Bouncing back better
Duncan Hand, Siemens’ business development manager for digital airports, considers how aviation can navigate its way through today’s turbulence.
In the last 15 years, we have witnessed the disruption of many industries. The hotel industry by Airbnb, transportation by Uber and retail by Amazon. The aviation industry has now been disrupted by a virus.
What makes this disruption unique is the speed and scale of its growth, which forced a near total shutdown of the world’s airports within two months of its outbreak across the globe.
The pandemic has created a massive challenge for airport owners and operators. But within this chaos comes a chance to develop greater efficiencies and explore new opportunities.
As regional economies restart, aviation will be part of this recovery. The initial stages of recovery will be led by domestic and regional travel, with long-haul being the last sector of the aviation sector to restart.
Cargo will play a leading role in the economic recovery. Global supply chains were increasingly stretched in the global shutdown. Airports will need to be able to open profitably with reduced passenger loads and a strong emphasis on cargo.
The SARS epidemic of 2003 resulted in a U-shaped demand curve, with travel recovering five to seven months after the peak of the epidemic. Due to the widespread nature of the COVID-19 pandemic, the recovery in demand is likely to be somewhat slower this time around.
However, the aviation industry should expect that passenger numbers will initially recover and then resume growth. In order to prepare for this, here are some steps airport owners and operators should consider:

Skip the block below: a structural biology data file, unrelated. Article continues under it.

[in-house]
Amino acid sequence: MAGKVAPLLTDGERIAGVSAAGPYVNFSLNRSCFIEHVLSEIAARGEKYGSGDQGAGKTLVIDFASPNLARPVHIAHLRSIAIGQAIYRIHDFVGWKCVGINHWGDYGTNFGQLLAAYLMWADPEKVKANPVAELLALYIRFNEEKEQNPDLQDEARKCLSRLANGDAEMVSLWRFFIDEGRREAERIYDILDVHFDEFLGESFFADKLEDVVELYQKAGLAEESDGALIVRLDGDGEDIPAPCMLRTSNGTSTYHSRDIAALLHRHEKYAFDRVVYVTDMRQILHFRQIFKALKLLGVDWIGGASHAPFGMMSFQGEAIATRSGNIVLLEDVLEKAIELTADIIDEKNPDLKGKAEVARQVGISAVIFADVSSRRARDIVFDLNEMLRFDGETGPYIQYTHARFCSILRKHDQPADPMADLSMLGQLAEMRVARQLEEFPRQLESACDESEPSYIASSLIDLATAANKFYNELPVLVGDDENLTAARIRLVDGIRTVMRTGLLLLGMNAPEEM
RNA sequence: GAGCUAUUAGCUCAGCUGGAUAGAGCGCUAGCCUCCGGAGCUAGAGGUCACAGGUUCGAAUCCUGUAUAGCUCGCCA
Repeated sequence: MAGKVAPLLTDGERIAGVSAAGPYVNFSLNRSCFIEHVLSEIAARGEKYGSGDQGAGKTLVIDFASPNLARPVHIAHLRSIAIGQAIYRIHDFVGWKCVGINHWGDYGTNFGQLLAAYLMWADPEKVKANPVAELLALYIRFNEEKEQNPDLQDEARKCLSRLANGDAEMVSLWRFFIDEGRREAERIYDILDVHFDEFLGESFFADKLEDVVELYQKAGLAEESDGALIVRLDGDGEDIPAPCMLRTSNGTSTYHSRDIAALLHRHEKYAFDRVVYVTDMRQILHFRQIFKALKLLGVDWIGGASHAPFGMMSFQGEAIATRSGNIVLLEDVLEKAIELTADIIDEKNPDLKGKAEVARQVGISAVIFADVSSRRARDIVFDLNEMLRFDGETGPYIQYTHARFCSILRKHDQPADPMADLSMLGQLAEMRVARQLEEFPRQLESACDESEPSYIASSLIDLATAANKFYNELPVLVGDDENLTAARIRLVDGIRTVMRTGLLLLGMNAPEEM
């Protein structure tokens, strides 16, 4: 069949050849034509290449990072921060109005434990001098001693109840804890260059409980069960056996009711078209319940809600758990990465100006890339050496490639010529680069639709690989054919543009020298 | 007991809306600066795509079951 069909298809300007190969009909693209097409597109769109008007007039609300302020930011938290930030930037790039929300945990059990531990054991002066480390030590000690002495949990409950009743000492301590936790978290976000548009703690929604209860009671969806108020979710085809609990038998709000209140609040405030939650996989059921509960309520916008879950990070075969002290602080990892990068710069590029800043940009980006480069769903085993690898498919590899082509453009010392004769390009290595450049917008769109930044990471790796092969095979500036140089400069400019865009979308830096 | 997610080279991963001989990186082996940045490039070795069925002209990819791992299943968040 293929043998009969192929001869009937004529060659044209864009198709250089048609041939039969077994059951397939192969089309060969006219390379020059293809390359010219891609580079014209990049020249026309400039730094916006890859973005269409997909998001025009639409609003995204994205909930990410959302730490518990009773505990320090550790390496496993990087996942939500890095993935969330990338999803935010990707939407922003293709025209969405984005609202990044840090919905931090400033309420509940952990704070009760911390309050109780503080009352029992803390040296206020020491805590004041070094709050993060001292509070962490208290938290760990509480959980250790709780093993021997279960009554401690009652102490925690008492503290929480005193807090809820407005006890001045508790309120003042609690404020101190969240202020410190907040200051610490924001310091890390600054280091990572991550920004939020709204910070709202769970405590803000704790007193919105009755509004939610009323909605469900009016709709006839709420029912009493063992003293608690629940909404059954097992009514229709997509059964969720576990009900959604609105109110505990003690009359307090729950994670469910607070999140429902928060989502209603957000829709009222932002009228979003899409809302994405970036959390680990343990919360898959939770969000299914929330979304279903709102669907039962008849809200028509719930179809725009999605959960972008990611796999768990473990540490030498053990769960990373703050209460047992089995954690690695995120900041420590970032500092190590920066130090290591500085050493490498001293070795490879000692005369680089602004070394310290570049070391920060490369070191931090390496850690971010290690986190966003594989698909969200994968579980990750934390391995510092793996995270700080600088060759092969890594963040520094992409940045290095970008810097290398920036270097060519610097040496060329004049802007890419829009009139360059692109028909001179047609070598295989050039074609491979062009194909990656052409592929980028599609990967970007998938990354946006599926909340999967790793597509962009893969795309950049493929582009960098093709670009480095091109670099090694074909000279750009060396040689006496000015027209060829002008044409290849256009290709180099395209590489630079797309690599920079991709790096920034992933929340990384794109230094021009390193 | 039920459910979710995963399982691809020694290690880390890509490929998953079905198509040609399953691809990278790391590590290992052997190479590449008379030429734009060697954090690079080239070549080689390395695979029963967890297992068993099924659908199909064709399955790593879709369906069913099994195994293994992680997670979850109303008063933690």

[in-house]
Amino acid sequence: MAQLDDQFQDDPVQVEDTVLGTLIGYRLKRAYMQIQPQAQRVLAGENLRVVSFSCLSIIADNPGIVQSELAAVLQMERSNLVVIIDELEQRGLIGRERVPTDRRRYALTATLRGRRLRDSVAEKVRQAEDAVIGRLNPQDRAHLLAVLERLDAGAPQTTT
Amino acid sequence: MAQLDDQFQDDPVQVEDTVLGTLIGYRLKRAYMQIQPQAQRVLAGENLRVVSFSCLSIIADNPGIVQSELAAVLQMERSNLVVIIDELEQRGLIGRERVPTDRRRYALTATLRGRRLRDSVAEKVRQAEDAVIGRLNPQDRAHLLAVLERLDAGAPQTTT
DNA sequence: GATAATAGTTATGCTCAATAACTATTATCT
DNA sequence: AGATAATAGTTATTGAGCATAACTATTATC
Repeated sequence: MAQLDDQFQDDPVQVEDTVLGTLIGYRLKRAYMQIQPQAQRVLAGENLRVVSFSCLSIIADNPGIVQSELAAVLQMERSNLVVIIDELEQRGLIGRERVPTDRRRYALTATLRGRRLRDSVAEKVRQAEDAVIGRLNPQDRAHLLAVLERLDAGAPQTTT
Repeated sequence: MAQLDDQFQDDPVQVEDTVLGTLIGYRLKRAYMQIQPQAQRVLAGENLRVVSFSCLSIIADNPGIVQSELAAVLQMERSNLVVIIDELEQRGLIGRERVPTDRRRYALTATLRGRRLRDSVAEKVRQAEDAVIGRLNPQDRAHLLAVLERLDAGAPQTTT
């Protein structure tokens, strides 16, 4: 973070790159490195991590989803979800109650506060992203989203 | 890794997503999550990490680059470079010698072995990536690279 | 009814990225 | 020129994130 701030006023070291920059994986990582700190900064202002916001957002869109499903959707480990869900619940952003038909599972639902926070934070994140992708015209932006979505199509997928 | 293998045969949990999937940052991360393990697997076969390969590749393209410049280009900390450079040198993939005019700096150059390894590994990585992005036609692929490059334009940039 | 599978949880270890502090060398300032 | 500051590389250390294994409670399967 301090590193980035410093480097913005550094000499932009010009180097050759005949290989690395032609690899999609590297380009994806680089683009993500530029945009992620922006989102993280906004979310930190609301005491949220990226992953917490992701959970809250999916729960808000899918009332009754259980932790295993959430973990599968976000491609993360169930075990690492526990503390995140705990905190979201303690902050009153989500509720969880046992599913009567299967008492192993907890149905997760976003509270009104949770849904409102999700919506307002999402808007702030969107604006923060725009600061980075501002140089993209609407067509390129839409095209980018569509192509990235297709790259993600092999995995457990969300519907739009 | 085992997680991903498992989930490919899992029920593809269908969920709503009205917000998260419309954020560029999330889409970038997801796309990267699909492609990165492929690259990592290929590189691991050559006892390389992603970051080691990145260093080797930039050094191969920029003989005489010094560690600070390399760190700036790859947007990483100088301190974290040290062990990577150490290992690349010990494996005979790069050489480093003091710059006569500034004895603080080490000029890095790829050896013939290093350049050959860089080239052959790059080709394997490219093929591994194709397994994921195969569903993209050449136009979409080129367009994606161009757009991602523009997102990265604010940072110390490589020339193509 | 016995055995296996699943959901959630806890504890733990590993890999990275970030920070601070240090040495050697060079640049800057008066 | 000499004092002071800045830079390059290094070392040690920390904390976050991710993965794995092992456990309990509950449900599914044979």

Investing in operational efficiencies
In the short-term, airports should invest in operational efficiency, making their operations more resilient. This will enable stronger profitability during the economic recovery, which governments will strongly encourage with stimulus and infrastructure projects. on cash flow and profitability. Smarter maintenance strategies will allow issues to be prioritised and funding to be allocated to the core business operations.
Mitigating risks of further spread of the virus
Protecting the health and safety of travellers and staff is a high priority for airport operators as they strive to minimise any risks caused by the spread of the virus.
The introduction of temperature screening and health declarations may become the norm as the industry restarts. Airports should invest in the right technology to ensure they can still provide a seamless experience for passengers and staff.
A chance to drive sustainability
The aviation industry’s contribution to global emissions is undeniable. Simultaneously, airport expansions have significant environmental risks including noise, carbon emissions, air quality, landscape, biodiversity and water.
With most airports today operating at limited capacity, owners and operators alike should seize this opportunity to conduct energy audits. This will highlight consumption patterns and identify Facility Improvement Measures (FIMS).
FIMS related to lighting, HVAC systems or other utilities can allow for significant cost savings as airports strive to reduce their OPEX. Catania (CTA) in Italy and Dubai International (DXB) in the UAE are shining examples of how efforts made in sustainability has helped improve the bottom line.
Airports and economies that react quickly and can ramp back up as passenger demand recovers will emerge the strongest from the pandemic.
Aviation has a strong future, and the COVID-19 pandemic will accelerate changes in the aviation business. As always, the nimble and responsive airports will be the ones in the best position to rise and grow in the coming recovery.